Volume 17 • Issue 3 | June 11 - 17, 2004



Letters to the editor

West Side stadium

To The Editor:
“C.B. 1 leaders voice concerns over West Side plan” by Elizabeth O’Brien (news article, May 14-20) reminds me of why taxpayers should just say no to using public funds for any new major sports stadiums. In ancient Rome, government attempted to curry favor with the masses by offering free bread and circuses. Today, we have sports pork.

How sad that New York City taxpayers are continually asked to pay for new stadiums. Public dollars on the city, state and federal level are being used as corporate welfare to subsidize a private-sector business. The only real beneficiaries of these expenditures are team owners and their multi million dollar players.

It is impossible to judge the amount of new economic activities that these so-called public benefits will generate. Between selling the stadium name, season sky boxes and reserve seating, cable, television and radio revenues, concession refreshment and souvenir sales along with rental income for other sports, rock concerts and other commercial events, it is hard to believe that New Jersey Jets owner Robert Wood Johnson IV or New Jersey Nets owner Bruce Ratner can’t finance his new stadium on his own.

Given the current municipal fiscal crises along with weak economic revenues and projected deficits of several billion dollars — there are city services more worthy of investment.  As Raymond Keating wrote in a recent Cato Institute report, “public subsidies pad the bottom lines of team owners and boost player salaries while offering no real economic benefit to the cities involved.”   Professional sports is not an essential service and should not qualify for government subsidy. Increasingly scarce taxpayer funds would be better spent elsewhere. Let the current team owners float their own bonds or issue stock to finance new stadiums.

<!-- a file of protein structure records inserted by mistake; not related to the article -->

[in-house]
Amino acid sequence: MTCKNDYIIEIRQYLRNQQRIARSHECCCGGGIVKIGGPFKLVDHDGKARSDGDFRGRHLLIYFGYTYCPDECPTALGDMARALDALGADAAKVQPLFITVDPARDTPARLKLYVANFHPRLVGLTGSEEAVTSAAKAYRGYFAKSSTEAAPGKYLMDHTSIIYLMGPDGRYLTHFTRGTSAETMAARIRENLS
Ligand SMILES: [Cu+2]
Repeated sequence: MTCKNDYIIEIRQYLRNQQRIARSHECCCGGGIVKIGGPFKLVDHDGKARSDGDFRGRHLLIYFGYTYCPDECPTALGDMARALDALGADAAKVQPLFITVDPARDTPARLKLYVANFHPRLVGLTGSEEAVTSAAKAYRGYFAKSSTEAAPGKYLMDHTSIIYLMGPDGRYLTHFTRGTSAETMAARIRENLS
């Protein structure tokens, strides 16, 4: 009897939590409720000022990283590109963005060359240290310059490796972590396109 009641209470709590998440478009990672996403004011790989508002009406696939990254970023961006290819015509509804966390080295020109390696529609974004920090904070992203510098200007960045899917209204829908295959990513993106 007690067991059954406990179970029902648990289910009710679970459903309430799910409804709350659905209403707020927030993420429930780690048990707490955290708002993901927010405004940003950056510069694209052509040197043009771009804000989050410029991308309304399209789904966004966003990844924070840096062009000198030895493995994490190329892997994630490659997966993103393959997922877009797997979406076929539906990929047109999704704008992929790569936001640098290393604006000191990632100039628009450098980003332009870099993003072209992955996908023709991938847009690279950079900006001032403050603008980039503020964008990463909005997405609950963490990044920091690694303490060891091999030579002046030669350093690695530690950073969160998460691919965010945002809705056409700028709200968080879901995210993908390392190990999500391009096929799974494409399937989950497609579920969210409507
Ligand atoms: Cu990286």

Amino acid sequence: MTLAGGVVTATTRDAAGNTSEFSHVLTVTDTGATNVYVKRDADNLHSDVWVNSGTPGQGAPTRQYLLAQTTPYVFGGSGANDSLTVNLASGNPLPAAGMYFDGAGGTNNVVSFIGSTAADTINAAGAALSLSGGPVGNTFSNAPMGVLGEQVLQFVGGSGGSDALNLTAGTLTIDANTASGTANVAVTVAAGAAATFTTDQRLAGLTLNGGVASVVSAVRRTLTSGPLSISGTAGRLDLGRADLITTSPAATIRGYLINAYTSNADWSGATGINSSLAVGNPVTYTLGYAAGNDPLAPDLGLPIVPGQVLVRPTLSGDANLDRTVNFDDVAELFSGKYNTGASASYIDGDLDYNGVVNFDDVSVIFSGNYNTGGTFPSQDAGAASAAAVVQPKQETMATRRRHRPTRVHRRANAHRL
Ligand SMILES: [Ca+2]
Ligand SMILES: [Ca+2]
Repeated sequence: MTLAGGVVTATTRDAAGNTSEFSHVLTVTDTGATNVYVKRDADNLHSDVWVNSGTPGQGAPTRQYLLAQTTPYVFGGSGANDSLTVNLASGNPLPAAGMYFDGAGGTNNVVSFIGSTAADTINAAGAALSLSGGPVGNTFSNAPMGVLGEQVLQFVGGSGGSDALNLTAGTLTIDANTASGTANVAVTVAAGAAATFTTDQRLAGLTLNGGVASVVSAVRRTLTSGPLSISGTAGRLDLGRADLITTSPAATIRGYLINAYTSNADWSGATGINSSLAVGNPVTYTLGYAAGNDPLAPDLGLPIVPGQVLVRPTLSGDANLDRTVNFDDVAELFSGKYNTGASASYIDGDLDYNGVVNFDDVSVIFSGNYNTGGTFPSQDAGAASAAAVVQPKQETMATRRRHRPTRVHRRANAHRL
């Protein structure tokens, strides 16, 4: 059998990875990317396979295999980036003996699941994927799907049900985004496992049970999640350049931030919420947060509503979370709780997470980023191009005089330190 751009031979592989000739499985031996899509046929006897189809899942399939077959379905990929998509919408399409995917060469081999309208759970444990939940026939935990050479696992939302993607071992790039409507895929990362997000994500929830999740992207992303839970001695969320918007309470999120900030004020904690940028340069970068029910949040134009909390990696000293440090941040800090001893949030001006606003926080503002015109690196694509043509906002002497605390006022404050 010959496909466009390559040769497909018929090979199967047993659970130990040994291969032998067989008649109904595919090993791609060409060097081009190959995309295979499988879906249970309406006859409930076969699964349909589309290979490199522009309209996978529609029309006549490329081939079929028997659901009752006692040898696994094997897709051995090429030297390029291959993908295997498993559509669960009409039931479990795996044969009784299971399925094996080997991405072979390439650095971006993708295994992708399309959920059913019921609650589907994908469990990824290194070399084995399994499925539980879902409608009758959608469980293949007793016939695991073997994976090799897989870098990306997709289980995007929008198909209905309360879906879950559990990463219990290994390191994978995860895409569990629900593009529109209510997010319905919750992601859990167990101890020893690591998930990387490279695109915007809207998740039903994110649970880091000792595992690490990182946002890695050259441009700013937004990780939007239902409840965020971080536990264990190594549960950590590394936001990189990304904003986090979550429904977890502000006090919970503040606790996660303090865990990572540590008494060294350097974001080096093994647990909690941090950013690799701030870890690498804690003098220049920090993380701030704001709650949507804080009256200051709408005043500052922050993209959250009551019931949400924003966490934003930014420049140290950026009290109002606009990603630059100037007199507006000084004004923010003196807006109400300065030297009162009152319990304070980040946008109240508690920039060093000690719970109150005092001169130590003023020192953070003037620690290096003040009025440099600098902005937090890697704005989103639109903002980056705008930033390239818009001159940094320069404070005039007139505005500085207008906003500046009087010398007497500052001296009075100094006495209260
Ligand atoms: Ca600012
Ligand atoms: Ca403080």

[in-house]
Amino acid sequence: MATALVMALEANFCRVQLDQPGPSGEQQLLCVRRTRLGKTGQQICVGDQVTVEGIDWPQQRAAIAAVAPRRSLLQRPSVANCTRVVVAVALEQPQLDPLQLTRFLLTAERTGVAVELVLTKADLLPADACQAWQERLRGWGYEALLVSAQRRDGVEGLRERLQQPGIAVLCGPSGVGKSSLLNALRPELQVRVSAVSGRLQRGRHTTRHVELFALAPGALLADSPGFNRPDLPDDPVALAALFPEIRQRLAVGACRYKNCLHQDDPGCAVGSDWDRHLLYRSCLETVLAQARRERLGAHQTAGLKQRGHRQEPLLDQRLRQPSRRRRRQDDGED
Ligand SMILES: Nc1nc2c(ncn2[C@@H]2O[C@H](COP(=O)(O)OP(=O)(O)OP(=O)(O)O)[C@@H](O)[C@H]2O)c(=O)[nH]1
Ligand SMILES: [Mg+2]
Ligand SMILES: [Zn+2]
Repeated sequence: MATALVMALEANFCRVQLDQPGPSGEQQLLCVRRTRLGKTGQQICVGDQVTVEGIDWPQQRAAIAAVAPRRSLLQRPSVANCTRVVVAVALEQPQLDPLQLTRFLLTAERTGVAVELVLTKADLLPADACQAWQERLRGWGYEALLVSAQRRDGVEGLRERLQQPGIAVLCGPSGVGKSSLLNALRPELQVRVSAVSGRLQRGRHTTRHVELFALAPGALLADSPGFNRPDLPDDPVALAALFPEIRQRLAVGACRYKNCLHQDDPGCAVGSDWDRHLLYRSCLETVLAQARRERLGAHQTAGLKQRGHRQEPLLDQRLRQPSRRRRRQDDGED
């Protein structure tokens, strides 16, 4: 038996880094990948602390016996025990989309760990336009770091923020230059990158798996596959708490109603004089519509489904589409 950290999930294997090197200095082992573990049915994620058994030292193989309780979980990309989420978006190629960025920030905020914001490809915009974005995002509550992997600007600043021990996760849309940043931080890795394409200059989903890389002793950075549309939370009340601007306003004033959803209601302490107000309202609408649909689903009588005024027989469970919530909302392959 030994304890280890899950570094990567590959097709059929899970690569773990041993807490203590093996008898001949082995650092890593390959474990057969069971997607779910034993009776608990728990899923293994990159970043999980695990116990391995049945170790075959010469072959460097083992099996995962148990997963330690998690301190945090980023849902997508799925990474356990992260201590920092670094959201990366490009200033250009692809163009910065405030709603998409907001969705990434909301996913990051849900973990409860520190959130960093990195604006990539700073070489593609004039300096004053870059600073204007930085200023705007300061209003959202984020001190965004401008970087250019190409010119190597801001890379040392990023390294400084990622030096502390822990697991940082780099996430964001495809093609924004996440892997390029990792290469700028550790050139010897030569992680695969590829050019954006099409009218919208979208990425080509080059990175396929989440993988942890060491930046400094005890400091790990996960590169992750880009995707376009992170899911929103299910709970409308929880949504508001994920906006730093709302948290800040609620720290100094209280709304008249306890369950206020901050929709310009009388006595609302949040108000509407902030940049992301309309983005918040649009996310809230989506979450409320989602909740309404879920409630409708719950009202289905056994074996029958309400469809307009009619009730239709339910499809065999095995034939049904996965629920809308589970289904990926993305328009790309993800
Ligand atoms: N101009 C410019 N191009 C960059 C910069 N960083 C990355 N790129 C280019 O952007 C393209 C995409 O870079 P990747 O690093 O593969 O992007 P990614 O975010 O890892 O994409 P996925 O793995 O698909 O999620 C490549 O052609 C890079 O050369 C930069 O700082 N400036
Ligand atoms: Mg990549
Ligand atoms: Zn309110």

Larry Penner
Great Neck, New York


Chinatown cleanliness

To The Editor:
Perhaps before the Lower Manhattan Development Corp. hands out any more funds to Chinatown, they should take a walk through that part of town and see what is going on.  It would be quite easy to determine why they have lost so much business and I believe it has very little to do with 9/11. On Friday at 5:30 p.m. while walking home from work, I passed Division St. and the Bowery. Carts were lined up selling fruits and vegetables. About five women, surrounded by four city trash bins were knee deep in the cornhusks that they were shucking onto our sidewalks. Judging from the amount of garbage, this must have been going on for hours. I asked if they were going to clean the mess up and one woman said “no.” Lower Manhattan is being invaded by rodents. Why doesn’t the city or the L.M.D.C. put some money into teaching newly arrived immigrants about sanitary conditions and health, and why aren’t these people being fined for littering our streets?  

Karen Pearl



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